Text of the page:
Full synopsis

Morte d'Arthur (2010) Photo by Ellie Kurttz © RSC

Director Gregory Doran and adaptor Mike Poulton summarise the plot of this complex set of stories:


Having become High King of Britain after pulling the sword from the stone, Arthur is faced with a rebellion led by King Lot and King Uriens who questions his legitimacy.Lot sends his wife Margawse to spy upon Arthur's court but Arthur seduces her and gets her pregnant.

With Merlin's help, Arthur recruits the champion knight Pellinore and gains the sword Excalibur. During a vast battle Arthur defeats Lot's forces, and Lot is killed by Pellinore. Arthur makes peace with Lot's sons Gawain and Agravain. He marries Guenever and is presented with the Round Table by her father, around which Arthur makes all his knights swear a chivalric oath.

Margawse gives birth to his bastard son Mordred.

Morgan Le Fay plots with her lover Accolon to steal Excalibur and kill Arthur and her husband.

Meanwhile, Merlin has become obsessed with the nymph Nimue and attempts to take her maidenhood, but is himself enchanted and trapped for all eternity under a giant rock.

Arthur fights Accolon and, with Nimue's help, defeats him and recovers Excalibur.

A young man arrives at court, mysteriously dressed as a bear, and is placed under supervision in the kitchen, mockingly named Beaumains.

Meanwhile Gawain and Agravain ambush and murder Pellinore.

A year passes and a damosel, Lynet, comes to Arthur's court to seek aid for her sister who is imprisoned by an evil knight. Beaumains pleads for this adventure, and Arthur grants it to him, and makes him a knight. After confronting and defeating the Red Knight, Beaumains reveals himself at court to be Gareth of Orkney, youngest son of Lot and Margawse, and asks Arthur to marry him to the now-smitten Lynet.

An adventuring Gawain agrees to help King Pelleas gain the love of the Lady Ettard but instead he betrays him and seduces Ettard himself. On discovering this betrayal, Pelleas vows to starve himself to death. Nimue nurses him back to health and Ettard, upon waking, pleads Pelleas' forgiveness because she has fallen in love with him. Pelleas rejects her and leaves with Nimue.

At Pentecost, the Holy Grail appears before all the knights covered in white samite (a heavy silk fabric). After it leaves, all the knights swear to search for it until they can see it uncovered. Their quests take them to the end of the world, where Gawain and Launcelot fail in their quests, but Percival, brother to Lamorak, eventually achieves it.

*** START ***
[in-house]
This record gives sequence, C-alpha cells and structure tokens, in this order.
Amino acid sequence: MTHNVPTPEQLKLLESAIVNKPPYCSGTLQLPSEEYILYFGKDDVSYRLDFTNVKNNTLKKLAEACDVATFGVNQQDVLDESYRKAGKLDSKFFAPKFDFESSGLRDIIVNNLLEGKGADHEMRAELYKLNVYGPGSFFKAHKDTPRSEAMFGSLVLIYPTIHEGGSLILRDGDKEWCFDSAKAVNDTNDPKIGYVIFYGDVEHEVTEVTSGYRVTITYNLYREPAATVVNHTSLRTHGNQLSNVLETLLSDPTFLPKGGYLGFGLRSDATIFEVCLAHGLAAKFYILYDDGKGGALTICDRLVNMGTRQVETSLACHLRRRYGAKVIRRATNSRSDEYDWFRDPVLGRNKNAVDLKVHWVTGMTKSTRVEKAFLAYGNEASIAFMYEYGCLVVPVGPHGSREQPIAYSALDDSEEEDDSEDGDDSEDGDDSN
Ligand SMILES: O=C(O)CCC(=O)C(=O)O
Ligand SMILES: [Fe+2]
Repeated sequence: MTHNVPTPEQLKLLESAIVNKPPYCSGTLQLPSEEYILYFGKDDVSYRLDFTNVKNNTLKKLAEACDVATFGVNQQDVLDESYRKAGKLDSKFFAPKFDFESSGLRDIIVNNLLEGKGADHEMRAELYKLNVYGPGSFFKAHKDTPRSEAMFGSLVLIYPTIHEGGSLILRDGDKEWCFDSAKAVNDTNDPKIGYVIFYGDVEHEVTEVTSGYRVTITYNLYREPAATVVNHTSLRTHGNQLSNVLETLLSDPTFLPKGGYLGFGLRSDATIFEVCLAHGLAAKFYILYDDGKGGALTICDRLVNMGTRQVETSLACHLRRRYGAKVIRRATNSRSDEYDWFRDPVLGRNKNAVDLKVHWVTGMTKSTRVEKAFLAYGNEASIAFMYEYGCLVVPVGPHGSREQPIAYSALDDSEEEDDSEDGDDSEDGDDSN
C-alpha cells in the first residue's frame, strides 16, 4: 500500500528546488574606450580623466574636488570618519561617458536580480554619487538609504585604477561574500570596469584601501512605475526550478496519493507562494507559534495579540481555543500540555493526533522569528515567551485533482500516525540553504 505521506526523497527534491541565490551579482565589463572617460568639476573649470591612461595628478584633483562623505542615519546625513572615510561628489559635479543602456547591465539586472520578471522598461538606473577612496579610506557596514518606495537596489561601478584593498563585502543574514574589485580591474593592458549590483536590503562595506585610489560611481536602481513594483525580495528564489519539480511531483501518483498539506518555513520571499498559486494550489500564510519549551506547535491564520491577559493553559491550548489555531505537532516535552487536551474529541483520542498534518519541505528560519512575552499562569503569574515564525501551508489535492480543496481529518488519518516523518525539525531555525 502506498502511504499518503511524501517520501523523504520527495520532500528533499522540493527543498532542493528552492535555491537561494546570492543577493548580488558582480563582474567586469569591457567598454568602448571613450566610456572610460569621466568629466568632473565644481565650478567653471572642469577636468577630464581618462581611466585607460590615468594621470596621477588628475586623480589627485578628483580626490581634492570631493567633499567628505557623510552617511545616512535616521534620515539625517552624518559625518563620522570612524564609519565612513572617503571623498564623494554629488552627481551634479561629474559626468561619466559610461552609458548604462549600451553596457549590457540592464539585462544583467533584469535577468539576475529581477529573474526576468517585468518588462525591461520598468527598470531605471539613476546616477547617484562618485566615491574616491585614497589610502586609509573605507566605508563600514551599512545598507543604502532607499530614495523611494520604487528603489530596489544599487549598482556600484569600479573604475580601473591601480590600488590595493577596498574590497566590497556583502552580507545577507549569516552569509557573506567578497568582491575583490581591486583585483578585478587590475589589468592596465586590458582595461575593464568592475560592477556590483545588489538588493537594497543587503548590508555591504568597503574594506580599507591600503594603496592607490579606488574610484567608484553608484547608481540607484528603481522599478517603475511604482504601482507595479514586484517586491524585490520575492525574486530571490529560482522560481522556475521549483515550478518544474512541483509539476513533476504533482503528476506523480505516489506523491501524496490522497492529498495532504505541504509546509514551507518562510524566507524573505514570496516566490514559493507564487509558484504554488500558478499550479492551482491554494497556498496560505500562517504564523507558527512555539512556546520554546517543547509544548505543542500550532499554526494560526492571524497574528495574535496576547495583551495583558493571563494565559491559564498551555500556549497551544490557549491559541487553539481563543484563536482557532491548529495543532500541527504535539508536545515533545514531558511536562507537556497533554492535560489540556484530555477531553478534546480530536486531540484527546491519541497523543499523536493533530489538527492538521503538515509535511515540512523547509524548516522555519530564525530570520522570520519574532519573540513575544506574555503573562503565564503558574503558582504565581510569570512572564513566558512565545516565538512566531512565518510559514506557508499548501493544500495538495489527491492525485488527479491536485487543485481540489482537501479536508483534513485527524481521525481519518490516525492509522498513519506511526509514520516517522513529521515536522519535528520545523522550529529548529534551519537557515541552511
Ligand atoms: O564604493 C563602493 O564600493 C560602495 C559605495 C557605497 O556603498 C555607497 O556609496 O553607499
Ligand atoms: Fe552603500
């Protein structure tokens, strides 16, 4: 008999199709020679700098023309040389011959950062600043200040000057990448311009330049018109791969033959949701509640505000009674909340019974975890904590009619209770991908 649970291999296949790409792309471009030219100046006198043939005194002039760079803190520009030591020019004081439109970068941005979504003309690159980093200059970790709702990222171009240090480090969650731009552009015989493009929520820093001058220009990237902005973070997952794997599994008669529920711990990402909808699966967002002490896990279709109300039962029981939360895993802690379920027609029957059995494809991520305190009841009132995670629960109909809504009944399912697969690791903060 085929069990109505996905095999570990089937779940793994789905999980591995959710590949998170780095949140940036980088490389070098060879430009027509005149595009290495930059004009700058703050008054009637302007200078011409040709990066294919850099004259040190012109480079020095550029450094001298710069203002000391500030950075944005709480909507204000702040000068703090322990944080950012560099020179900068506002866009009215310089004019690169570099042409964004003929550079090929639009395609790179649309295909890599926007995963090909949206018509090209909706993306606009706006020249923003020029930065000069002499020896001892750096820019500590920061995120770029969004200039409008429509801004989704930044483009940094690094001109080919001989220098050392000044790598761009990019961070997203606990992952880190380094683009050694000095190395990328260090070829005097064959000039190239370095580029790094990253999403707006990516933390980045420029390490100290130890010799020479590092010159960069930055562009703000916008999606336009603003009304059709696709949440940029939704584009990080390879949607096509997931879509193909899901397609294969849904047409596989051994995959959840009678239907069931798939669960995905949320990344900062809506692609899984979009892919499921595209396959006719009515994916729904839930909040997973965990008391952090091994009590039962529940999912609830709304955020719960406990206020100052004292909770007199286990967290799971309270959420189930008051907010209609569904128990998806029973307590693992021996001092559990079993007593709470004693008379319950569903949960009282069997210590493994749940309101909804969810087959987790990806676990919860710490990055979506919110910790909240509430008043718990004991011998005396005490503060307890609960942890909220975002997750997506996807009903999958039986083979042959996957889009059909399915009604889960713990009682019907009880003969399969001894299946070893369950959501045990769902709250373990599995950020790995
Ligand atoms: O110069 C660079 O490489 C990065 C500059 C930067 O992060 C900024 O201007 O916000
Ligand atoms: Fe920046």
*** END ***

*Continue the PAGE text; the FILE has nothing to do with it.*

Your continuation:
A tournament is held. Launcelot decides to enter it in disguise, wearing the token of Elaine of Astolat. Launcelot wins great glory at the tournament but is wounded. Elaine, finding Launcelot, swears her love to him. She is rejected and dies with grief.

Launcelot and Guenever resume their affair. To prove their liaison to Arthur, Mordred and Agravain trap Launcelot and Guenever in her chamber, where Launcelot kills Agravian and twelve other knights. Arthur demands Guenever be burned at the stake. Launcelot organises a rescue party, but in the throng accidentally kills the unarmed Gareth. Gawain is heartbroken at the death of his brother and demands Arthur declare war on Launcelot. They besiege Launcelot's castle until the Cardinal Bishop of Rochester intervenes and demands that Launcelot return Guenever and accord with Arthur. Gawain rejects the idea and forces Arthur to pursue Launcelot to his lands in Beaunne, France, leaving Mordred as regent of England.

In Beaunne, Launcelot fights Gawain, felling him with a mighty blow but not slaying him.

Meanwhile Mordred has declared Arthur dead, himself king, and that he shall wed Guenever. When Arthur hears this, he returns to England; fighting and defeating Mordred's forces at Dover. Arthur wins the combat and slays Mordred, but is himself mortally wounded and is carried into the Vale of Avilion.

Launcelot arrives too late to save Arthur but seeks to rescue Guenever. She rejects him and dedicates herself to God. Launcelot joins a monastery where he dies, and his soul ascends to heaven.


Photo by Ellie Kurttz shows David Rubin (left) and James Traherne (right) as knights in the RSC's 2010 production of Morte d'Arthur © RSC

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